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X.509 Certificate Validator

X.509 Certificate Validator

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This sample demonstrates how to implement a custom X.509 Certificate Validator. This is useful in cases where none of the built-in X.509 Certificate Validation modes is appropriate for the requirements of the application. This sample shows a service that has a custom validator that accepts self-issued certificates. The client uses such a certificate to authenticate to the service.

Note: As anyone can construct a self-issued certificate the custom validator used by the service is less secure than the default behavior provided by the ChainTrust X509CertificateValidationMode. The security implications of this should be carefully considered before using this validation logic in production code.

In summary this sample demonstrates how:

  • The client can be authenticated using an X.509 certificate.

  • The server validates the client credentials against a custom X509CertificateValidator.

  • The server is authenticated using the server's X.509 certificate.

The service exposes a single endpoint for communicating with the service, defined using the configuration file App.config. The endpoint consists of an address, a binding, and a contract. The binding is configured with a standard wsHttpBinding that defaults to using WSSecurity and client certificate authentication. The service behavior specifies the Custom mode for validating client X.509 certificates along with the type of the validator class. The behavior also specifies the server certificate using the serviceCertificate element. The server certificate has to contain the same value for the SubjectName as the findValue in the serviceCertificate element of serviceCredentials.

  <system.serviceModel>
    <services>
      <service name="Microsoft.ServiceModel.Samples.CalculatorService"
               behaviorConfiguration="CalculatorServiceBehavior">
        <!-- use host/baseAddresses to configure base address -->
        <!-- provided by host -->
        <host>
          <baseAddresses>
            <add baseAddress =
                "http://localhost:8001/servicemodelsamples/service" />
          </baseAddresses>
        </host>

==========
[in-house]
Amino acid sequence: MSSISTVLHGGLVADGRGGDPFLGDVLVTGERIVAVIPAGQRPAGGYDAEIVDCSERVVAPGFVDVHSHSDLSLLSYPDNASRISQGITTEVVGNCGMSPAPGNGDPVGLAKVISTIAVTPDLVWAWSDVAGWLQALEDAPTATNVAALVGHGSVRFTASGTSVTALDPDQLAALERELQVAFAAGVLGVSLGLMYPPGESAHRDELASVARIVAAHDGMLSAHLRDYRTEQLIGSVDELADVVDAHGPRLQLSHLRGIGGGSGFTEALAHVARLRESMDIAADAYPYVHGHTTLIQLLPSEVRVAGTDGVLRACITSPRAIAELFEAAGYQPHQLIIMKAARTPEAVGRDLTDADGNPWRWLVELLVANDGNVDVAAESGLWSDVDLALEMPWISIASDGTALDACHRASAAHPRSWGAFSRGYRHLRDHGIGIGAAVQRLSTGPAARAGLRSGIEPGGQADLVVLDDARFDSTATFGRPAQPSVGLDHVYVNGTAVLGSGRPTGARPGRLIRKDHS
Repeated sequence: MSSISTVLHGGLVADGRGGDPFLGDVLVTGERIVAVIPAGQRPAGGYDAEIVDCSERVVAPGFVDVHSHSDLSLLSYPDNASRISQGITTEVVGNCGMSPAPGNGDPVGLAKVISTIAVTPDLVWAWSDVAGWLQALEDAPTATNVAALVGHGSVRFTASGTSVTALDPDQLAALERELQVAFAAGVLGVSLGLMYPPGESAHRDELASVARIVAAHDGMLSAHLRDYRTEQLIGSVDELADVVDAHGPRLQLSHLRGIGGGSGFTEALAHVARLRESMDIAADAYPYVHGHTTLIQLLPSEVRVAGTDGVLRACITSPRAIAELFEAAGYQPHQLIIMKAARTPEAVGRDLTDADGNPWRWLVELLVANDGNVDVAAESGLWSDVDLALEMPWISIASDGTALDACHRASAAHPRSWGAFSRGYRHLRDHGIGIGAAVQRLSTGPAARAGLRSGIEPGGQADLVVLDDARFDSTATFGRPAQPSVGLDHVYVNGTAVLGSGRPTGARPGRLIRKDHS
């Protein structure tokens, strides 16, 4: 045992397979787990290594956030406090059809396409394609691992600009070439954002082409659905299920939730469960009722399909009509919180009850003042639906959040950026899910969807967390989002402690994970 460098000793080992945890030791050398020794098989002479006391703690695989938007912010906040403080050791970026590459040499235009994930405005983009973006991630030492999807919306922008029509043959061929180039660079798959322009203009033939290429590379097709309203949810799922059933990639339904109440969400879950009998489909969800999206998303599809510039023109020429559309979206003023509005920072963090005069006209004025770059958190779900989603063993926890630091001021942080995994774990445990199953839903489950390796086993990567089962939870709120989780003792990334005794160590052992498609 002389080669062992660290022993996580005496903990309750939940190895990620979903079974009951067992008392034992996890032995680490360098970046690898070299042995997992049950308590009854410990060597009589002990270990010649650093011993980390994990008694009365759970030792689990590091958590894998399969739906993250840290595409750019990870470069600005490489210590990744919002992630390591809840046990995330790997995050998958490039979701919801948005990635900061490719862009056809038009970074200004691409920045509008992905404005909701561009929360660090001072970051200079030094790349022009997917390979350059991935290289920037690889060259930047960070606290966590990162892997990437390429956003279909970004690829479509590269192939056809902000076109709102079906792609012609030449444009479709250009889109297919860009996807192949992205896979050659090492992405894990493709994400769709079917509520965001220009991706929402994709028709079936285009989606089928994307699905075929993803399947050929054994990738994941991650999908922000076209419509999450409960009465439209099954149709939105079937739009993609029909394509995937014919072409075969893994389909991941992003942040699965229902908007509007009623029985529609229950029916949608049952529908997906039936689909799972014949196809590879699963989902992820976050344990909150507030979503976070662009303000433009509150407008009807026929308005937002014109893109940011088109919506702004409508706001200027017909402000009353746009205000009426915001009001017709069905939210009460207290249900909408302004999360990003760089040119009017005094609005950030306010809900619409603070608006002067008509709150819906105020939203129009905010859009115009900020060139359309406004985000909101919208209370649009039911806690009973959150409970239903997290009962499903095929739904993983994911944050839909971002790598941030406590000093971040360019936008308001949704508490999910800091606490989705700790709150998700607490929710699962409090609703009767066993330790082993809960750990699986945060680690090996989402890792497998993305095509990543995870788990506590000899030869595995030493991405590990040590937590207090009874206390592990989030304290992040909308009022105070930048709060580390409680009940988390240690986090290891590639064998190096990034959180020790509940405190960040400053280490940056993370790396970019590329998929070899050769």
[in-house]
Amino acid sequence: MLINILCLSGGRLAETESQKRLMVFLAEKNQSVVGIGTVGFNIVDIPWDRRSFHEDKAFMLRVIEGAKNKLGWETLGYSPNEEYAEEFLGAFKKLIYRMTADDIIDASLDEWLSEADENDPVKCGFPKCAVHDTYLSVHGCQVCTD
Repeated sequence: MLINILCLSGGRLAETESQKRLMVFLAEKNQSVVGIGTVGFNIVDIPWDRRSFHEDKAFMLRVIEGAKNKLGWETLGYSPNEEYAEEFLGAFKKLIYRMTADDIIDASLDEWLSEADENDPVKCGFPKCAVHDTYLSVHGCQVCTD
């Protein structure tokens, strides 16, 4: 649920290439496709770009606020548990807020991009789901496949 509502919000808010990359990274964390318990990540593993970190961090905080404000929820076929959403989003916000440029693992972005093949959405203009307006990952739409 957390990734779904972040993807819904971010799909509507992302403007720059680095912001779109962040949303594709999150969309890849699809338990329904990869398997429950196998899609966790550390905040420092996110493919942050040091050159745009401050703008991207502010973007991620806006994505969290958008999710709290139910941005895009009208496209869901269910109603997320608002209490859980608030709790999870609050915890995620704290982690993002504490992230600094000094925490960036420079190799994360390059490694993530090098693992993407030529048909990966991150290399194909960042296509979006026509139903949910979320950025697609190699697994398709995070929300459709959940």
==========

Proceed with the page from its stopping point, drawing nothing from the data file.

<!-- use base address specified above, provide one endpoint -->
        <endpoint address="certificate"
               binding="wsHttpBinding"
               bindingConfiguration="Binding" 
               contract="Microsoft.ServiceModel.Samples.ICalculator" />
      </service>
    </services>
    <bindings>
      <wsHttpBinding>
        <!-- X509 certificate binding -->
        <binding name="Binding">
          <security mode="Message">
            <message clientCredentialType="Certificate" />
          </security>
        </binding>
      </wsHttpBinding>
    </bindings>
    <behaviors>
      <serviceBehaviors>
        <behavior name="CalculatorServiceBehavior">
          <serviceDebug includeExceptionDetailInFaults ="true"/>
          <serviceCredentials>
            <!--The serviceCredentials behavior allows one -->
            <!-- to specify authentication constraints on -->
            <!-- client certificates. -->
            <clientCertificate>
              <!-- Setting the certificateValidationMode to -->
              <!-- Custom means that if the custom -->
              <!-- X509CertificateValidator does NOT throw -->
              <!-- an exception, then the provided certificate -- >
              <!-- will be trusted without performing any -->
              <!-- validation beyond that performed by the custom-->
              <!-- validator. The security implications of this -->
              <!-- setting should be carefully considered before -->
              <!-- using Custom in production code. -->
              <authentication 
                 certificateValidationMode="Custom" 
                 customCertificateValidatorType =
"Microsoft.ServiceModel.Samples.CustomX509CertificateValidator, service" />
            </clientCertificate>
            <!-- The serviceCredentials behavior allows one to -- >
            <!--define a service certificate. -->
            <!--A service certificate is used by a client to  -->
            <!--authenticate the service and provide message  -->
            <!--protection. This configuration references the  -->
            <!--"localhost" certificate installed during the setup  -->